The purpose of the minor field is to prepare students to be effective accounting teachers at the university level. It is also designed to give them skills in case research, writing and presentation. Recognizing the importance of teaching skills in career development, the courses are designed to guide students in understanding relevant issues associated with teaching college students. Emphasis is therefore placed on developing pedagogical skills and knowledge of psychological and other bases of learning. These are the courses that are offered:

BUAD 711 Professional Development Seminar In Business I
BUAD 712 Seminar In Case Writing
BUAD 713 Professional Development Seminar In Business II

Dissertation (12 Credits)

The final stage of the Doctoral Program requires a student to write and defend a dissertation. A dissertation must address a major research issue. It is expected to result in a significant contribution to the received body of knowledge in accounting. Students work under the guidance of a dissertation committee and as part of their preparation enroll in 12 credits of dissertation seminars. These seminars are designed to guide students in their development of a proposal, proposal defense, research implementation, and dissertation defense.
After completing six credits of dissertation seminars, a student presents a dissertation proposal to an advisory committee. The committee consists of a four-member dissertation committee plus one other faculty member chosen by the Doctoral Program Committee. Members of the Dissertation Committee are selected by the student but must meet the following requirements:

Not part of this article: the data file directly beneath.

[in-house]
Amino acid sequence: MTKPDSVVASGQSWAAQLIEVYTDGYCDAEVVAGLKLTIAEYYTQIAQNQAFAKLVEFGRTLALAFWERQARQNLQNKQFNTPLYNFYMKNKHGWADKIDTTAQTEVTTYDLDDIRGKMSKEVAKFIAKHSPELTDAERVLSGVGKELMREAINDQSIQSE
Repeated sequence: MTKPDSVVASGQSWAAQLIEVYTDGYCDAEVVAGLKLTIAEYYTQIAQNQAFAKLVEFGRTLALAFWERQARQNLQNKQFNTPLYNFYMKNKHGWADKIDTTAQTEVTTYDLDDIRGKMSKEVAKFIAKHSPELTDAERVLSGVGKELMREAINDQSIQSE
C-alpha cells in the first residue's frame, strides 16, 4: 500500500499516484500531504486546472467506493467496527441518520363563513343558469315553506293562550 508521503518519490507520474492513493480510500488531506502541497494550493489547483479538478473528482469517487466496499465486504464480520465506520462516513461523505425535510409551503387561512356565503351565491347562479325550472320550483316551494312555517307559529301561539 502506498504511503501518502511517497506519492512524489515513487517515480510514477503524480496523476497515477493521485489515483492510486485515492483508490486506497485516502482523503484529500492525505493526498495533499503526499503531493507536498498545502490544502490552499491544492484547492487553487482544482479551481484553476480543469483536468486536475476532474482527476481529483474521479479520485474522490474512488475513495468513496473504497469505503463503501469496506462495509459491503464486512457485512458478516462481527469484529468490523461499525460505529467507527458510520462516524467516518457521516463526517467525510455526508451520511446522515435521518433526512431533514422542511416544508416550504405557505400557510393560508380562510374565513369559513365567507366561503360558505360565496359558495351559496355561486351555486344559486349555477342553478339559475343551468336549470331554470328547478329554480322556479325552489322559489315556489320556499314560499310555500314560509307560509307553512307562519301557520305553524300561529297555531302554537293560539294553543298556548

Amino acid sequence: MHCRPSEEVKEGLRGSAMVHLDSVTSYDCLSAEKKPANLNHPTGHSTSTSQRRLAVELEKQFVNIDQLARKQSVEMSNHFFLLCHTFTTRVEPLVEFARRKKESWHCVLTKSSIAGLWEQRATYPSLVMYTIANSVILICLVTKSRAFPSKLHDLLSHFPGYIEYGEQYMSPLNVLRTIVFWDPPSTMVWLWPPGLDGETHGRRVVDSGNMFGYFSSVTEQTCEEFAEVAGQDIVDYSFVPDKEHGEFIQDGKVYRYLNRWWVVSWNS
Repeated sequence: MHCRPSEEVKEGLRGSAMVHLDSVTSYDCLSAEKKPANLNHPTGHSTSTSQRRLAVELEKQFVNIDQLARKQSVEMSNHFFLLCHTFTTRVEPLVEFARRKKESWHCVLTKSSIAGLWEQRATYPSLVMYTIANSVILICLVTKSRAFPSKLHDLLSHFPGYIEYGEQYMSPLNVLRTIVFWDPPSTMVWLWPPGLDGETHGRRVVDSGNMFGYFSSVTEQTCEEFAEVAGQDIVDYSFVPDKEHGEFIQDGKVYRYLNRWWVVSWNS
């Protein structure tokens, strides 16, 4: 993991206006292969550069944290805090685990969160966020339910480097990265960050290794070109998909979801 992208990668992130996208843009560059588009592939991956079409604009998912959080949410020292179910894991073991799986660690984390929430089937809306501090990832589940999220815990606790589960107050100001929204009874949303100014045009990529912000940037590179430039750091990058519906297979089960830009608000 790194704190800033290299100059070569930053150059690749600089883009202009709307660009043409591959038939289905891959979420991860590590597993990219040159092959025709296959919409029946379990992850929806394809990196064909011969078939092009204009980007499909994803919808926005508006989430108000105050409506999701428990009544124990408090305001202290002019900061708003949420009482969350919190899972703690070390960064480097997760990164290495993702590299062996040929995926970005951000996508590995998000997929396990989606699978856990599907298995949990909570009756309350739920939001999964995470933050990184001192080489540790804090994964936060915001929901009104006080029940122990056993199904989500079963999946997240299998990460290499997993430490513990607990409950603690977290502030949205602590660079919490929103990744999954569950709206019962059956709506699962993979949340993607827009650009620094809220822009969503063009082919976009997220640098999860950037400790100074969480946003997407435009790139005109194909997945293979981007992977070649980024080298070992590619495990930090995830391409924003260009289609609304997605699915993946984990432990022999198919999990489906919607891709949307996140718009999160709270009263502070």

• The Chairperson must be from the accounting area.
  • One member must be from the accounting area.
  • At least one other member must be from the foundation area but not the accounting area.
  • One other member must be from the accounting area or a closely related discipline (such as finance).
  • The Advisory Committee must certify to the Doctoral Office that there is justification for a formal review before a proposal defense is scheduled.

After the proposal defense, if relevant, the dissertation Chairperson prepares a document that details issues of concern raised by the Committee and suggestions for revising the proposal. The student then revises the proposal and prepares a document that shows how the issues raised have been addressed in the revised proposal. This document and the revised proposal are then circulated to members of the Advisory Committee. Once the committee approves this document, a student may continue with the dissertation process. 

After the student completes the dissertation, it is submitted to the Dissertation Committee. Committee members then read the dissertation and if there is unanimous concurrence, the Chairperson certifies to the Doctoral Office that no major revisions or problems are anticipated. The Doctoral Office then schedules a public defense attended by the Committee, other faculty and doctoral students. Post-defense dissertation changes must be completed within 30 days.

Course Offerings for the Dissertation:

BUAD 900-901 Dissertation Seminar I
BUAD 902-903 Dissertation Seminar II